When I started this quilt, the idea was to make a rainbow-colored 6-pointed star. I hoped to create a pattern people might use to make a wedding canopy, among other things. The most relaxing way to do that, I figured, would be to start with log cabin triangles.
So what you see in the central area of this quilt are a whole lot of log cabin pieced triangles - each center piece is light, and the three "logs" around it are darker. You're also seeing blocks I call "water lilies" - from left to right, the oddball orange, pink and purple blocks, as well as the lavender blocks on the bottom of the photo. These blocks are a log cabin variation, with light triangle corners added.
The problem with log cabin piecing triangles - compared to squares - is that the angles quickly become awkward and confusing, with sharp bias-cut corners.
That's why I decided to piece all my triangles on clean scrap paper and/or newsprint from the packing store - $6.00 bought me a lifetime supply! Most triangles were improv-pieced from the top of the paper - stitch-and -flip - with no markings needed on the paper.
Here's how I made the water lily blocks. First, I rotary cut newsprint into 3 3/4" high triangles. In the center of each paper triangle, I placed a light-colored hand-cut fabric triangle. Working from the top (with no markings on either side of the paper), I stitched and flipped the first "log".......the second...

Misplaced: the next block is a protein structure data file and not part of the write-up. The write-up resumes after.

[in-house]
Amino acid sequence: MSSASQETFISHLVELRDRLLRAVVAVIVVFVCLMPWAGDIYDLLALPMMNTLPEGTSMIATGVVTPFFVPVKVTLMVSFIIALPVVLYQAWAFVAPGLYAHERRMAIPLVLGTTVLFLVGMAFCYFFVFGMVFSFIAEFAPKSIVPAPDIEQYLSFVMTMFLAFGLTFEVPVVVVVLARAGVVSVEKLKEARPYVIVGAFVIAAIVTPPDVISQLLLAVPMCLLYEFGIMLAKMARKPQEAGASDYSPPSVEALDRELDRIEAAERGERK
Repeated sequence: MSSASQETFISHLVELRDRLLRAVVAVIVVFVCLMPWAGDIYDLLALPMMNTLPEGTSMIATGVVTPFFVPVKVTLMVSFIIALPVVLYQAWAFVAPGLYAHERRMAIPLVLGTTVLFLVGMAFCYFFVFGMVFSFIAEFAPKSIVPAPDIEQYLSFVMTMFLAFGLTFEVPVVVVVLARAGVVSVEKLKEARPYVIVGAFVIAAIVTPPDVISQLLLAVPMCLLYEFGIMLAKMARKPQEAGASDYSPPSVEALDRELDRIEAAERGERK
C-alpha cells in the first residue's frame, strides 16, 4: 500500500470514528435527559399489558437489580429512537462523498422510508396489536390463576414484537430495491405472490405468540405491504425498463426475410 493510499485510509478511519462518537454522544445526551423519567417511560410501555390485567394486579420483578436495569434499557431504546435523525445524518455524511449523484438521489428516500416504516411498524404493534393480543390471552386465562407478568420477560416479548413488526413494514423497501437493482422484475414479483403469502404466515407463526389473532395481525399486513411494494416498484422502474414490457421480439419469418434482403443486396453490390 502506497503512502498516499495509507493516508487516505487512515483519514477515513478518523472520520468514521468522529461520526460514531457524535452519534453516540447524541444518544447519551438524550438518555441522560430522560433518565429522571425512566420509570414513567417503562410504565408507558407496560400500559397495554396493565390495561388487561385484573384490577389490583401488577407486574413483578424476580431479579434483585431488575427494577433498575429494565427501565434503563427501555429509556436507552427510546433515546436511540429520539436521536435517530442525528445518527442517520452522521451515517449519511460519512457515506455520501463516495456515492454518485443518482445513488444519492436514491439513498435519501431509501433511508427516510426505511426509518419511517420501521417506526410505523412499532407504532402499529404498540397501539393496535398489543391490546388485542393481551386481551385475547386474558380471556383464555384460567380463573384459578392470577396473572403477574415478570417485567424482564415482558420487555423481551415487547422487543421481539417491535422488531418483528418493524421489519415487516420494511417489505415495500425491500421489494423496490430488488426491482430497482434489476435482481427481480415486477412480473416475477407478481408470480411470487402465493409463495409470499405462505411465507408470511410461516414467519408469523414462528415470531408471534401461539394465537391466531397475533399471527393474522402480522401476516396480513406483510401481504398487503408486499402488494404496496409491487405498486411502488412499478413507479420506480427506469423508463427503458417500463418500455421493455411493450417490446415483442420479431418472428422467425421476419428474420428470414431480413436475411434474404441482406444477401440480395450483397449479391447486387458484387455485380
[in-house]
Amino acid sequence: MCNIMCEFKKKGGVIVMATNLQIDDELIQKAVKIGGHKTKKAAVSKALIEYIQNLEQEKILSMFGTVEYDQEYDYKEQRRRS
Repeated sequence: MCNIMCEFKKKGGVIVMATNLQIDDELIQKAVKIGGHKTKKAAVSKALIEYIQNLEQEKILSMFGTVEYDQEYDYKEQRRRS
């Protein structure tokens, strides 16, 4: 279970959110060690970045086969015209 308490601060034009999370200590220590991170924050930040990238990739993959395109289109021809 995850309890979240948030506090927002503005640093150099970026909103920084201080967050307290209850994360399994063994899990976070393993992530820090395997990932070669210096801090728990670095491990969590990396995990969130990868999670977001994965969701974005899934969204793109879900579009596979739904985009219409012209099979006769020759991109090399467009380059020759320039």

...and a third....Then I stitched lighter colors to cover each corner:
The back is messy, but don't worry....
The last step is using my equilateral triangle ruler to trim the excess. (In this photo, I'm doing it on a pink block.)
In the photo below, you can see on the second triangle that when I flipped open the top piece, it wasn't long enough to cover the paper tip behind it. So I added another piece. No apologies, no mistakes! (Unless they're really bad.)
My favorite part of this quilt is the six stars in the corners - spontaneous and irregular piecing makes them vibrate! I love all six - like my children, each is special in its own way. (Of course, I didn't have the courage to make 6 human children. Quilt corners are lower-maintenance.)
My next baby's a little pale.
The triangles in the dark outer border are mostly crazy-pieced
A few triangles in this quilt were foundation-paper pieced on marked paper from the back, because they're more intricate. In the star below, the foundation paper-pieced blocks are the two "lobster claws" above and below the north and south star points (the north star point is purple, and the claw right above it is orange and slightly misplaced. I'm a little sorry!)
When the quilt reached 67" at the widest by 57" high, still hexagon- shaped, I decided it was finished. If it were a wedding canopy (a "chuppah" in the Jewish tradition) it would need 6 poles for all the corners!? Better yet, if someone wants to use this pattern for a canopy, they could sew the top to a square or rectangular background.
[UPDATE: Several people have suggested to me that the finished hexagon could be basted to a square of lightweight chiffon. It would create the illusion of a floating hexagon! I love that idea, thank you!]
When it was done, and I counted the number of 3 3/4"equilateral triangles that went into the quilt, I was astonished. No matter how many times I counted, it kept adding up to 600! How cool is that? Thus the title of this quilt: "Fireflower 600."
Another quilt in this series was shown last week. My booklet with step-by-step directions for this quilt and its cousins, is called "Modern Paper Pieced Log Cabin Triangle Quilts," and more photos and information are in my etsy shop, here.